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O'Bryant, Tigers are on the rise
This preview and more on LSU and the SEC are available in the Athlon Sports 2013-14 College Basketball Preseason Annual. The magazine is available online or on newsstands everywhere.
LSU Facts & Figures
Last season: 19-12 (9-9 SEC)
Coach: Johnny Jones (19-12 at LSU)
SEC projection: Fourth
Postseason projection: NCAA Round of 64
The Tigers return five of their top six scorers, including SEC Player of the Year candidate Johnny O’Bryant. They also welcome a top-10 recruiting class, highlighted by 6-8 local product Jarell Martin.
The signing of Martin was critical to the program. His arrival has energized the local fan base and created momentum for Jones’ program on the recruiting trail. The Tigers are now viewed as a program on the rise, and the Maravich Assembly Center should be hopping for the first time in several years.
The strength of the Tigers’ lineup is inside, where O’Bryant and Martin combine to form an imposing tandem on the blocks and boards.
The 6-9 O’Bryant contemplated early entry to the NBA and can enhance his draft status with an improved junior season. He will be among the best big men in the league, along with Florida’s Patric Young, Tennessee’s Jarnell Stokes and Kentucky’s Willie Cauley-Stein.
O’Bryant ranked among the league leaders in scoring (13.6 ppg), rebounding (8.7 rpg) and shooting (48 percent). He used his superior size and strength to dominate on the blocks and isn’t shy about demanding the ball in the paint.
O’Bryant committed a team-high 3.2 turnovers per game last season primarily because of collapsing defenses. He should find more room to operate in the paint with opponents forced to guard Martin in the high-low game. Martin, who can hit the mid-range jumper, plays with a non-stop motor and will be a force on the boards at both ends.
Senior Shavon Coleman is the glue guy at small forward. A big-time athlete, he’s an exceptional rebounder for his 6-5 size and can defend three positions. He’s not a great shooter but makes his hay on drives and put-backs.
Heralded freshman small forward Jordan Mickey, a top-40 national recruit, is expected to challenge for a starting spot and add immediate offensive punch on the wing.
Undersized freshman power forward Brian Bridgewater, junior college transfer John Odo and freshman center Darcy Malone add depth. Odo, a native of Nigeria, enrolled at LSU last January and practiced with the Tigers the remainder of the season.
Andre Stringer and Anthony Hickey are the Tigers’ version of Louisville’s successful guard tandem of Peyton Siva and Russ Smith. Both are pesky, undersized defenders with streaky offensive games. The 5-11 Hickey led the SEC in steals last season at the point, but has fallen in and out of Jones’ doghouse. He must become more mature and fill the leadership void created by the graduation of Charles Carmouche.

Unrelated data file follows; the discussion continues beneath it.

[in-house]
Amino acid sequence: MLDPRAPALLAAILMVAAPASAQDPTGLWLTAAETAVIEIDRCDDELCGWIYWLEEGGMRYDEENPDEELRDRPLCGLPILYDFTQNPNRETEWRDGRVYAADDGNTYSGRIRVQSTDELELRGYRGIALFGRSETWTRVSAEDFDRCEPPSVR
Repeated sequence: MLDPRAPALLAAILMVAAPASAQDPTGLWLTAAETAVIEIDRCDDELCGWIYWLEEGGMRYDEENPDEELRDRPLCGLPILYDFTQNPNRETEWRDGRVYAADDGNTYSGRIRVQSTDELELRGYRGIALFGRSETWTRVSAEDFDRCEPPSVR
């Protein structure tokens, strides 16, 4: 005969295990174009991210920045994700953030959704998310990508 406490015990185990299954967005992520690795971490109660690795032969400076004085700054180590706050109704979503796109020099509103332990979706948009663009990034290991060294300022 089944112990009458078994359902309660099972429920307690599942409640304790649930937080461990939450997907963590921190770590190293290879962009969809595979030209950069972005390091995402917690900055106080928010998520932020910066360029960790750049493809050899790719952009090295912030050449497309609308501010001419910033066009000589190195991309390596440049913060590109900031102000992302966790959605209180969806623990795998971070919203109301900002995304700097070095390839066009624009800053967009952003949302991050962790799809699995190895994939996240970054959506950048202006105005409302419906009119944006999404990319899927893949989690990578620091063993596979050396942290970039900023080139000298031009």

The presence of O’Bryant and Martin ensures the Tigers will face a lot of zone defenses this season. That theoretically should provide many open looks for Stringer and Hickey. They’ll need to shoot consistently from the perimeter to keep opponents honest and prevent them from focusing their defensive efforts inside. Neither is considered a sharpshooter, but both are capable of getting hot from behind the arc. Stringer ranked second (40.9 percent) and Hickey sixth (32.8) in the SEC in 3-point field-goal percentage.
Sophomore Malik Morgan and freshman Tim Quarterman are classic combo guards who are the heirs apparent to Stringer and Hickey in the backcourt. Morgan is a streaky scorer with a slashing game. Last year, he scored in double figures only three times with a high of 12 in a loss at Tennessee. With added strength, the staff believes Morgan could have a breakout season.
The wiry 6-6 Quarterman has excellent size and can play just about anywhere on the perimeter. He was a top-100 recruit who picked LSU over a host of SEC schools.
Jarell Martin, LSU’s best recruit in a decade, owns a pro body and a pro-style pick-and-pop game. Tim Quarterman should compete immediately for playing time on the wing and at point. His versatile skill set allows him to play three positions. Junior college center John Odo bolsters the interior depth and is a solid rebounder and shot-blocker. Australian big man Darcy Malone is the classic stretch power forward-center who patterns his game after Dirk Nowitzki. Brian Bridgewater is an undersized power forward who adds physicality inside.
Factoid: 62.5. LSU shot only 62.5 from the foul line last season, ranking last in the SEC and 331st in the nation. Johnny O’Bryant, who led the team with 141 attempts, shot 59.6 percent.
If anything, Jones is one year ahead of schedule in his rebuilding effort. His recruiting success has created excitement about LSU basketball for the first time in years. The Tigers’ deep, talented frontcourt is among the best in the SEC. If the Tigers’ perimeter players can provide consistent offense, LSU should return to the NCAA Tournament for the first time since 2009.